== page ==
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From Wikipedia, the free encyclopedia

Amazon parrots
Orange-winged Amazon (Amazona amazonica)
Scientific classification
Kingdom: Animalia
Phylum: Chordata
Class: Aves
Order: Psittaciformes
Family: Psittacidae
Subfamily: Psittacinae
Tribe: Arini
Genus: Amazona
Lesson, 1830

Many, see text.[1]

Amazon parrot is the common name for a parrot of the genus Amazona. These are medium-size parrots native to the New World ranging from South America to Mexico and the Caribbean.

Most Amazon parrots are predominantly green, with accenting colors that depend on the species and can be quite vivid. They feed primarily on seeds, nuts, and fruits, supplemented by leafy matter.

Many amazon parrots have a remarkable ability to mimic human speech and other sounds. Partly because of this they are popular as pets or companion parrots, and a small industry has developed in breeding parrots in captivity for this market. This popularity has led to many parrots being taken from the wild to the extent that some species have become threatened. CITES treaties have made trapping wild parrots for the pet trade illegal to protect wild populations.



The taxonomy of the Yellow-crowned Amazon (Amazona ochrocephala complex) is disputed, with some authorities only listing a single species (A. ochrocephala), while others split it into as many as three species (A. ochrocephala, A. auropalliata and A. oratrix). The split is primarily based on differences in extend of yellow to the plumage and the colour of bill and legs. Phylogenetic analysis of mtDNA do not support the traditional split.[2]

Re-classification of the Yellow-faced Parrot

The Yellow-faced Parrot (Alipiopsitta xanthops) was traditionally been placed within this genus of Amazon parrots, but recent research has shown that it is closer to the Short-tailed Parrot and the species from the genus Pionus, resulting in it being transferred to the monotypic genus Alipiopsitta.[3][4]

Hypothetically extinct species

Populations of Amazon parrots that lived on the Caribbean islands of Martinique and Guadeloupe are now extinct. It is not known if they were separate species, subspecies, or if they originated form parrots introduced to the islands by Humans, and so they are regarded as hypothetical extinct species. There are no surviving remains of them, and their taxonomy may never be established. Populations of several parrot species were described mainly in the unscientific writings of early travelers, and subsequently scientifically described by several naturalists (to have their names linked to the species that they were proposing) mainly in the twentieth century, with no more evidence than the earlier observations and without specimens.[5]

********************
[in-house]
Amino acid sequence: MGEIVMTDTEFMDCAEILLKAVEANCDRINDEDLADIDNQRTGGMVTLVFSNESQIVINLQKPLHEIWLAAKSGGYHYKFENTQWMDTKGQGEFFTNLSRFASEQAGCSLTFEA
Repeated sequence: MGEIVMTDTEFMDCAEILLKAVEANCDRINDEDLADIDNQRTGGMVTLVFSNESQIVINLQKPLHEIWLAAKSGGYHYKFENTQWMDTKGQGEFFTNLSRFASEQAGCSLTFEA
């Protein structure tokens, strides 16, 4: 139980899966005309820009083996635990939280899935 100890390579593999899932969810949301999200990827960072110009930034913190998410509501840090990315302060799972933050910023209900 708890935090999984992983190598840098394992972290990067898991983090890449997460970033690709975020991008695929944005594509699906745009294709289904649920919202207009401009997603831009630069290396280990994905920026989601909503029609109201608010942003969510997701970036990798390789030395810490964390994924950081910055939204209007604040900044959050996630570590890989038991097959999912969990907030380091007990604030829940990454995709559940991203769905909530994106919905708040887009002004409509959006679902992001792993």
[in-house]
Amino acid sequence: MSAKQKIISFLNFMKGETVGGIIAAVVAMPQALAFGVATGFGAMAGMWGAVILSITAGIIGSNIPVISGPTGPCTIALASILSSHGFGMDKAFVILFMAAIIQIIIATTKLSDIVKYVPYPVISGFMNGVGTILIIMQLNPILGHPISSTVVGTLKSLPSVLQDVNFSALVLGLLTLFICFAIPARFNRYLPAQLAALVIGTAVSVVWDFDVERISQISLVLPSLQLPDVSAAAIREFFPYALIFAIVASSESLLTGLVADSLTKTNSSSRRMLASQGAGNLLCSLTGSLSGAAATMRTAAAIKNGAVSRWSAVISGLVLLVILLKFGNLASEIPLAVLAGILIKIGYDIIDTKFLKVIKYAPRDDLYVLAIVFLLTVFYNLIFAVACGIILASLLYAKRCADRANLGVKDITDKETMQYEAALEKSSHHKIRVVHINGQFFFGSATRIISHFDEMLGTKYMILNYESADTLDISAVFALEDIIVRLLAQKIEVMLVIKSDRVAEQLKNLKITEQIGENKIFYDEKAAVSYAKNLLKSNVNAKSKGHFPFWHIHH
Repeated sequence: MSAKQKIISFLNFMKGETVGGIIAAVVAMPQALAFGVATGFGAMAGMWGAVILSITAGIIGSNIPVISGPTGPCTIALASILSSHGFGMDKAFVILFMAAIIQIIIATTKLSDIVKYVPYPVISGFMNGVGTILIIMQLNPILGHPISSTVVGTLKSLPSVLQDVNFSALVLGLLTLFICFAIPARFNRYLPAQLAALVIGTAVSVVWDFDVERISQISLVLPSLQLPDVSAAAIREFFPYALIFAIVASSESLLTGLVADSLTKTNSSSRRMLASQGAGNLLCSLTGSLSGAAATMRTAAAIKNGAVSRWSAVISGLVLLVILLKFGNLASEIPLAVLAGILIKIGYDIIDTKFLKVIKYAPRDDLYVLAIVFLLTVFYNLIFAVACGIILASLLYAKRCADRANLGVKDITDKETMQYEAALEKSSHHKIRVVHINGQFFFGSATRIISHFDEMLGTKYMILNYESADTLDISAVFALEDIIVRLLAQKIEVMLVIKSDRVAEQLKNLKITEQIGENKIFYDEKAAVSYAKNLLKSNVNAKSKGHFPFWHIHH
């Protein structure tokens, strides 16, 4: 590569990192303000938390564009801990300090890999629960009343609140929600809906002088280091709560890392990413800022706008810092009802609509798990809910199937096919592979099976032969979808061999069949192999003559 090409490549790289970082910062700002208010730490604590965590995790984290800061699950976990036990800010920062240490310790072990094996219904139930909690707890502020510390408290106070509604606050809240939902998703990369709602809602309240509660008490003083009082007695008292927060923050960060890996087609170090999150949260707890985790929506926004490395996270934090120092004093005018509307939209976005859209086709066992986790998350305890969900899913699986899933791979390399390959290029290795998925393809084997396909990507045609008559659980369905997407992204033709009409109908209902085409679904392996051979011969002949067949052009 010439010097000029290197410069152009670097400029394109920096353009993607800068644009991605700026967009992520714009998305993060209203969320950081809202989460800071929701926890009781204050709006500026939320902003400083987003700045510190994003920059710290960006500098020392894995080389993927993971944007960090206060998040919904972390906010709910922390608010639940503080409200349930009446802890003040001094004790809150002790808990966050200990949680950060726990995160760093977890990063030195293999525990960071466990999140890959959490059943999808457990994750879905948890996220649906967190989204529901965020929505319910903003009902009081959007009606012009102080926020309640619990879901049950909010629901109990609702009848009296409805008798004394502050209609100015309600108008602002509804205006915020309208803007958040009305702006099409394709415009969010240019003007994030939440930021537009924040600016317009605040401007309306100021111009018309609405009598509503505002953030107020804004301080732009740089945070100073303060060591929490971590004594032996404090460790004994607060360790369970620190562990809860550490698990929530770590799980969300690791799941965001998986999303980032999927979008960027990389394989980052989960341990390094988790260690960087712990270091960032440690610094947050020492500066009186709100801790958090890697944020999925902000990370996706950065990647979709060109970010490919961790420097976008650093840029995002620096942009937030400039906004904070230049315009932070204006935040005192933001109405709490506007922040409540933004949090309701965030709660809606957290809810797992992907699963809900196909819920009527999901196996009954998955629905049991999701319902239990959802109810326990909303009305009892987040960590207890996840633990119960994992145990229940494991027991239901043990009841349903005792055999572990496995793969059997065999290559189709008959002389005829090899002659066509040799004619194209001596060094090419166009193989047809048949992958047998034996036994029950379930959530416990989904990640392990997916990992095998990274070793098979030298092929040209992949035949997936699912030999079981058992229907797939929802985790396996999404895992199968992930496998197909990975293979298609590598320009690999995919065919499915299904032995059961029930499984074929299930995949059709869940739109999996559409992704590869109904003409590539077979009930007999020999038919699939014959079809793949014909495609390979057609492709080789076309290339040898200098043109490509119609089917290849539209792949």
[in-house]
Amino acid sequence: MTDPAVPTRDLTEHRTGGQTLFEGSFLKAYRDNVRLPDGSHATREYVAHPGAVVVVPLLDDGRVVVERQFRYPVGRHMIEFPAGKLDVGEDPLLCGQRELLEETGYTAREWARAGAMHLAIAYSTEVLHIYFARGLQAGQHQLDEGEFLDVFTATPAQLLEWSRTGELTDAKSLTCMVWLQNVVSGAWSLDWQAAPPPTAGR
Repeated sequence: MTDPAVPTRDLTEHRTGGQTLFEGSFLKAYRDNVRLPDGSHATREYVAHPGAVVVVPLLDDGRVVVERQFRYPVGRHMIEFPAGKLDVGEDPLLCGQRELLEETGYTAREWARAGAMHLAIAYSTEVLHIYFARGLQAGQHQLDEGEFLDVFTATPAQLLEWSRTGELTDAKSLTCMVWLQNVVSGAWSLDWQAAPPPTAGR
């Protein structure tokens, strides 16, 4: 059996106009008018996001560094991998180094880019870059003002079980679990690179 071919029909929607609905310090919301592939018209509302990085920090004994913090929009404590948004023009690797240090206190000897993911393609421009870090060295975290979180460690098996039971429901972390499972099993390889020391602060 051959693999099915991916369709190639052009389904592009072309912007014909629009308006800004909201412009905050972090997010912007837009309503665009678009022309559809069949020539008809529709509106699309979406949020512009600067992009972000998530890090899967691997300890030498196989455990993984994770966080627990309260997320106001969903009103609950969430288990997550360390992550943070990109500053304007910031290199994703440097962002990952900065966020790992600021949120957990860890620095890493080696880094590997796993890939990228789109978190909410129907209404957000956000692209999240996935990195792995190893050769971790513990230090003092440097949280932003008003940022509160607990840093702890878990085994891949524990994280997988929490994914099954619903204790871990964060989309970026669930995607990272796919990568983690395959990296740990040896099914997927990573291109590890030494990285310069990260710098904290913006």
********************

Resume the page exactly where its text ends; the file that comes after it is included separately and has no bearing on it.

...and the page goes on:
Orange-winged Amazons in a cage with toys

The Yellow-headed Amazon, Yellow-naped Amazon, Orange-winged Amazon, and Blue-fronted Amazon are some of the Amazon parrot species, which are commonly kept as pets. Amazon parrots, together with macaws, and the African Grey Parrot are all known for their exceptional vocal abilities, playfulness, and dexterity with their feet. Hand reared parrots are very loyal loving companions, and they can live for 50 years or more in captivity. However, some amazons—even well trained ones—can be aggressive during mating season. In order to maintain health and happiness, pet parrots require much more attention than domesticated animals (dogs, cats). They require communication, manipulative toys, supervised time out of the cage, and so forth, or they may develop self-destructive behaviors. They have a strong, innate need to chew, and thus require safe, destructable toys.



  1. ^ ITIS standard report page: Amazonarecord last updated 1998 (URL accessed May 22, 2006)
  2. ^ Eberhard, J., & E. Bermingham. 2004. Phylogeny and Biogeography of the Amazona ochrocephala (Aves: Psittacidae) Complex. Auk 121(2): 318-332
  3. ^ Duarte JMB and Caparroz R (1995) Cytotaxonomic analysis of Brazilian species of the genus Amazona (Psittacidae, Aves) and confirmation of the genus Salvatoria (Ribeiro, 1920). Braz J Genet 18:623-628.
  4. ^ Russello, M.A. & Amato, G (2004) A molecular phylogeny of Amazona: implications for Neotropical parrot biogeography, taxonomy, and conservation. Mol. Phylogenet. Evol. 30: 421-437.
  5. ^ a b c Fuller, Errol (1987). Extinct Birds. Penguin Books (England). pp. 131. ISBN 0670817972.  
  • Caparroz, R. and J.F. Pacheco, 2006: A homonymy in Psittacidae a new name for Salvatoria Miranda-Ribeiro. Ararajuba: Rev. Brasileira de Ornitologia. V. 14, n 2, pp. 91–93.

External links


Up to date as of January 15, 2010

Definition from Wiktionary, a free dictionary


Proper noun


  1. Amazon (river)


Up to date as of January 23, 2010

From Wikispecies

Amazona amazonica


Main Page
Cladus: Eukaryota
Supergroup: Unikonta
Cladus: Opisthokonta
Regnum: Animalia
Subregnum: Eumetazoa
Cladus: Bilateria
Cladus: Nephrozoa
Cladus: Deuterostomia
Phylum: Chordata
Subphylum: Vertebrata
Infraphylum: Gnathostomata
Superclassis: Tetrapoda
Classis: Aves
Subclassis: Carinatae
Infraclassis: Neornithes
Parvclassis: Neognathae
Ordo: Psittaciformes
Familia: Psittacidae
Subfamilia: Psittacinae
Tribus: Arini
Genus: Amazona
Species: A. aestiva - A. agilis - A. albifrons - A. amazonica - A. arausiaca - A. auropalliata - A. autumnalis - A. barbadensis - A. brasiliensis - A. collaria - A. dufresniana - A. farinosa - A. festiva - A. finschi - A. guildingii - A. imperialis - A. kawalli - A. leucocephala - A. mercenaria - A. ochrocephala - A. oratrix - A. pretrei - A. rhodocorytha - A. tucumana - A. ventralis - A. versicolor - A. vinacea - A. viridigenalis - A. vittata - A. xantholora - A. xanthops


Amazona Lesson, 1830

Vernacular names

Deutsch: Amazonenpapageien
English: Amazon parrot
Français: Amazone
Nederlands: Amazonepapegaai
Português: Papagaio
Русский: Амазоны
Svenska: Amazonpapegojor
Українська: Амазон

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